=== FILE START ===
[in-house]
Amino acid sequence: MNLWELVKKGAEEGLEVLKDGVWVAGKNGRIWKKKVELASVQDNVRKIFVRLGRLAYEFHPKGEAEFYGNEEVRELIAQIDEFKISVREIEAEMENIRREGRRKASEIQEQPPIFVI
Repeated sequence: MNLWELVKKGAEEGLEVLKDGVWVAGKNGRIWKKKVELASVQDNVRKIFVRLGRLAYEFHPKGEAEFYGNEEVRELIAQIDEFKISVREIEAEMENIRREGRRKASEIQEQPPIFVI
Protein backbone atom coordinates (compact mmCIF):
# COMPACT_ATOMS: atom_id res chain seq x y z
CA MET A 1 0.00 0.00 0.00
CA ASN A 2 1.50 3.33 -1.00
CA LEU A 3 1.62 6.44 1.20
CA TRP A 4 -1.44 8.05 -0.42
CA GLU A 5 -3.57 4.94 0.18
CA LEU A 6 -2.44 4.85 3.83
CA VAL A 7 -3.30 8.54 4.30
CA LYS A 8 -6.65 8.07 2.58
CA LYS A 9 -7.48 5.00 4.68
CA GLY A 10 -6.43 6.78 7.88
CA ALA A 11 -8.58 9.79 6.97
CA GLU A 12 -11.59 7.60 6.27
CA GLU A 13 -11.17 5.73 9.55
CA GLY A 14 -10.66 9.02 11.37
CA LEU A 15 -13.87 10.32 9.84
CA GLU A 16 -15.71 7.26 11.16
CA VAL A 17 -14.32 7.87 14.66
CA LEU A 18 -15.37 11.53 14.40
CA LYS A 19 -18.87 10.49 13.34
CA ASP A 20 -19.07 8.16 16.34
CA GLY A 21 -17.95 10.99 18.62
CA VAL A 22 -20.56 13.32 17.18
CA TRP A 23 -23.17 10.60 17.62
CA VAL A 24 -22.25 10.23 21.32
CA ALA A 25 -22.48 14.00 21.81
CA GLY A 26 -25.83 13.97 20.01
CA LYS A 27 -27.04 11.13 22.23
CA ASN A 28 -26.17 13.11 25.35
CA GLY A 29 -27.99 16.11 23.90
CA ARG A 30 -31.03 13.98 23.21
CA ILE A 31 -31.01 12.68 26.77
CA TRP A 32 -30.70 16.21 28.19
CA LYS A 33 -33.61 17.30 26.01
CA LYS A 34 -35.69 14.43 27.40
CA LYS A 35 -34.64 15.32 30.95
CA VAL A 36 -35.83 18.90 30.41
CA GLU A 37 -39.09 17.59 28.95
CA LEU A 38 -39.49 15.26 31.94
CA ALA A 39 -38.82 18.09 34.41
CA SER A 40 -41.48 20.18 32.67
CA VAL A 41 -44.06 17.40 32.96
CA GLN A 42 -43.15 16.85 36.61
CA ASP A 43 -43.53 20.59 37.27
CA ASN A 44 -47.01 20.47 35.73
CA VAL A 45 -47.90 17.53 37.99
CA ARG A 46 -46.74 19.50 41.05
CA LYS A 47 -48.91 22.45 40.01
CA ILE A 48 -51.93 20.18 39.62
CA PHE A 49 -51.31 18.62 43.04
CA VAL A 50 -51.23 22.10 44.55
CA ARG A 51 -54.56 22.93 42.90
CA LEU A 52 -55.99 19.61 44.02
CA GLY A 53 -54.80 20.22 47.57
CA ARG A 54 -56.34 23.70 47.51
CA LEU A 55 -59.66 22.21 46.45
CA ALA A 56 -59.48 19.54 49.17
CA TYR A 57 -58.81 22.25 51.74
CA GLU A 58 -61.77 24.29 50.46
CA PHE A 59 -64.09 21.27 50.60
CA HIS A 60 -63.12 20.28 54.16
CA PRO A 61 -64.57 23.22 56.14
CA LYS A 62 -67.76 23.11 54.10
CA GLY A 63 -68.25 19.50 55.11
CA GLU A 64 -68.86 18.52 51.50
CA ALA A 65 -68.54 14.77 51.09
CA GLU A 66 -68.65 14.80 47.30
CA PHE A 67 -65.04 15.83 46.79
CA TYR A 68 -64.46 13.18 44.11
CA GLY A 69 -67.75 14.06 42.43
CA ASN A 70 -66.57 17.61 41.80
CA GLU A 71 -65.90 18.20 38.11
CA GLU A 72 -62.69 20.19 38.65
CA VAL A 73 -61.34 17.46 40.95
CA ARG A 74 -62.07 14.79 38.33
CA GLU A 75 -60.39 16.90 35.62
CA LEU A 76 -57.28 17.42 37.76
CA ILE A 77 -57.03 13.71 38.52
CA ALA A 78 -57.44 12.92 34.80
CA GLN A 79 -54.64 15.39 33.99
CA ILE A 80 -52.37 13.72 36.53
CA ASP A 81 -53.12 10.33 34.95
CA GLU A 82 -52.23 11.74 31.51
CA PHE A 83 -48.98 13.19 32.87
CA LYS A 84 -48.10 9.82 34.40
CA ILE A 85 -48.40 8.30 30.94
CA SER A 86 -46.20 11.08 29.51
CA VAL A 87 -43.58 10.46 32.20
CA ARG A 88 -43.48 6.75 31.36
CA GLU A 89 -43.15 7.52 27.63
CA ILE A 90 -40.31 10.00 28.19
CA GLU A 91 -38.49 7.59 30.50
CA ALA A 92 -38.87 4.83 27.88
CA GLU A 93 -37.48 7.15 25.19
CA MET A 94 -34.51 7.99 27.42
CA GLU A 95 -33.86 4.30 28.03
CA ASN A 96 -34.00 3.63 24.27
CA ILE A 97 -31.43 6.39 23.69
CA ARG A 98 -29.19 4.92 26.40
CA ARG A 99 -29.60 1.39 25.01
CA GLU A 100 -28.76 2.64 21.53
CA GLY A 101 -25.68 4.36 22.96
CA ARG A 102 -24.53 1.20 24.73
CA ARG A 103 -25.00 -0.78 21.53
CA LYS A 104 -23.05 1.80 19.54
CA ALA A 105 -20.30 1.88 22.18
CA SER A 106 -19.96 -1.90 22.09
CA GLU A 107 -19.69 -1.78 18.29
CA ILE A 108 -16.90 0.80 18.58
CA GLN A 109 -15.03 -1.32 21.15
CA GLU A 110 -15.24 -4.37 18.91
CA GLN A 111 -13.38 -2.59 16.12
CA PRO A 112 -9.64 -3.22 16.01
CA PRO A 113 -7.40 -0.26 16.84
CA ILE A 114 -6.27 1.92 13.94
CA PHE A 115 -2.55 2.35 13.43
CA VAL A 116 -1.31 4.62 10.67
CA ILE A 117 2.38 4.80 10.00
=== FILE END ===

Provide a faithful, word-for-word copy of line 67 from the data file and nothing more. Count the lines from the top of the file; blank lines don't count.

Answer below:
CA LYS A 62 -67.76 23.11 54.10